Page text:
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A longitudinal study of serum 25-hydroxyvitamin D and intact PTH levels indicate the importance of vitamin D and calcium homeostasis regulation in multiple sclerosis
  1. M Soilu-Hanninen (mersoi{at}utu.fi)
  1. University of Turku, Finland
    1. M Laaksonen (miklaa{at}utu.fi)
    1. University of Turku, Department of Virology, Finland
      1. I Laitinen (iieekala{at}utu.fi)
      1. University of Turku, Department of Biochemistry, Finland
        1. J-P Eralinna (juhera{at}utu.fi)
        1. University of Turku. Department of Virology, Finland
          1. E-M Lilius (esa-matti.lilius{at}utu.fi)
          1. University of Turku, Department of Biochemistry, Finland
            1. I Mononen (ilkka.mononen{at}tyks.fi)
            1. Turku University Hospital, Finland

              Abstract

              Background: Past sun exposure and vitamin D3 supplementation have been associated with a reduced risk of multiple sclerosis (MS). There are no previous longitudinal studies of vitamin D in MS. Objectives: To compare regulation of vitamin D and calcium homeostasis between MS patients and healthy controls. To study correlation of parameters of vitamin D metabolism with MS activity.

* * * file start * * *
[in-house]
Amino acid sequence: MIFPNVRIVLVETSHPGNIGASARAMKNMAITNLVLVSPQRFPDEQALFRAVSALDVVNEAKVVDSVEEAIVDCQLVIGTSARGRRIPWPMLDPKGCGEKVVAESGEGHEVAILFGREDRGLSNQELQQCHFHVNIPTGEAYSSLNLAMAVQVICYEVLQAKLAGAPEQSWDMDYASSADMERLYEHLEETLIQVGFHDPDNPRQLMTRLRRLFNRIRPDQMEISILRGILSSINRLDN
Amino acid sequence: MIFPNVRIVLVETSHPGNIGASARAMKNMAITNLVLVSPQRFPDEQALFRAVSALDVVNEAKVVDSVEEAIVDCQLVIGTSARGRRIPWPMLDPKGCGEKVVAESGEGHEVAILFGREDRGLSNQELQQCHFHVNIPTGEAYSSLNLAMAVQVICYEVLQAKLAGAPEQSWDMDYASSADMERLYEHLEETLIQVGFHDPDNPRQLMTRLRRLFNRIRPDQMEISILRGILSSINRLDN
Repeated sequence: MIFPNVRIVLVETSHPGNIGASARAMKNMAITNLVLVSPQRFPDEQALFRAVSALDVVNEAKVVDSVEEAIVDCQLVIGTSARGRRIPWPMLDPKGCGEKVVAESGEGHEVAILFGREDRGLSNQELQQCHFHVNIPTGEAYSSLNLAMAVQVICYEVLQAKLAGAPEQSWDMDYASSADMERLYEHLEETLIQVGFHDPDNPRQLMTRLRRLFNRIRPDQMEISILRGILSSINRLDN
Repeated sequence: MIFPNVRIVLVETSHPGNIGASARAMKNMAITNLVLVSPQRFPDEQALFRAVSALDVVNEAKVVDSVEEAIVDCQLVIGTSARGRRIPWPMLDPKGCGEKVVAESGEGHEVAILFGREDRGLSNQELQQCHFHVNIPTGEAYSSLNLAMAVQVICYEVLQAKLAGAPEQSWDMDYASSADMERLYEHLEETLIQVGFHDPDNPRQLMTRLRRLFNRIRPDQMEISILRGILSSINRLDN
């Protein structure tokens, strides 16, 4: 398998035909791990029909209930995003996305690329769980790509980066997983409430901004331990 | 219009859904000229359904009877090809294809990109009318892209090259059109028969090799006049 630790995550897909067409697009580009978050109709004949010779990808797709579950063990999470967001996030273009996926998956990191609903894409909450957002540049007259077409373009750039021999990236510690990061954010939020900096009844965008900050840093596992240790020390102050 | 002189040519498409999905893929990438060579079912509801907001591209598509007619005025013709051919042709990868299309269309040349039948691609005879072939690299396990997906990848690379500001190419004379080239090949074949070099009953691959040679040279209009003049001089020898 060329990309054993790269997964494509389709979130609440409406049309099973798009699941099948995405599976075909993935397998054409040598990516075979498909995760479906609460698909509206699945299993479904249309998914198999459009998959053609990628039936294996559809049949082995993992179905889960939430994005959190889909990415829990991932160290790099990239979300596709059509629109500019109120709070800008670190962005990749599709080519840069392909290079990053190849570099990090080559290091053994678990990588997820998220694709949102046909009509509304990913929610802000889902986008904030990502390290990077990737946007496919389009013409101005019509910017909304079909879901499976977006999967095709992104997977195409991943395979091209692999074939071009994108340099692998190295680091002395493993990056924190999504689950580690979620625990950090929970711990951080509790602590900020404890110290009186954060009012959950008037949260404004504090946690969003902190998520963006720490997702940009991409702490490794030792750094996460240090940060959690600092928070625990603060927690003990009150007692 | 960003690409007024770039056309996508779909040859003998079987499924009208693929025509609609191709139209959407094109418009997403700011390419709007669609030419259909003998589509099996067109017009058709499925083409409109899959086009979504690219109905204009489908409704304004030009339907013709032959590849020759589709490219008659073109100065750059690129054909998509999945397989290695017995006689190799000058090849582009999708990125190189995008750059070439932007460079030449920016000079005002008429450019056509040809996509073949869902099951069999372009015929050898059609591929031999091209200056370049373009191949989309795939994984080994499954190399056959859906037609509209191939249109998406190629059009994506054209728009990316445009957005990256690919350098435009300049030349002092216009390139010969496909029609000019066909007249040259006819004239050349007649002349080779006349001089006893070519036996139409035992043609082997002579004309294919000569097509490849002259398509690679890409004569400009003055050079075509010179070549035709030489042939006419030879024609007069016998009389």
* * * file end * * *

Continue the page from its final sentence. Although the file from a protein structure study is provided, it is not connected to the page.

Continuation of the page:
Methods: We measured 25-hydroxyvitamin D, intact PTH, calcium, phosphate, magnesium, chloride, alkaline phosphatase, albumin and TSH in serum every three months and at the time of relapses during one year in 23 MS patients and in 23 healthy controls. MRI BOD and T2 activity was assessed every 6 months.

              Results: Vitamin D deficiency [S-25(OH)D ≤ 37 nmol/L] was common affecting half of the patients and controls at some time of the year. Seasonal variation of 25(OH)D was similar in the patients and in the controls, but the 25(OH)D serum levels were lower and the iPTH serum levels were higher during MS relapses than in remission. All 21 relapses during the study occurred at serum iPTH > 20 ng/L (2.2 pmol/L), whereas 38% of patients in remission had iPTH ≤ 20 ng/L. MS patients had a relative hypocalcaemia and a blunted PTH response in the winter. There was no correlation between serum 25(OH)D and MRI parameters.

              Conclusions: The endocrine circuitry regulating serum calcium may be altered in MS. There is an inverse relationship between serum vitamin D level and MS clinical activity. The role of vitamin D in MS must be explored further.

              • hormone
              • metabolism
              • multiple sclerosis
              • vitamin D

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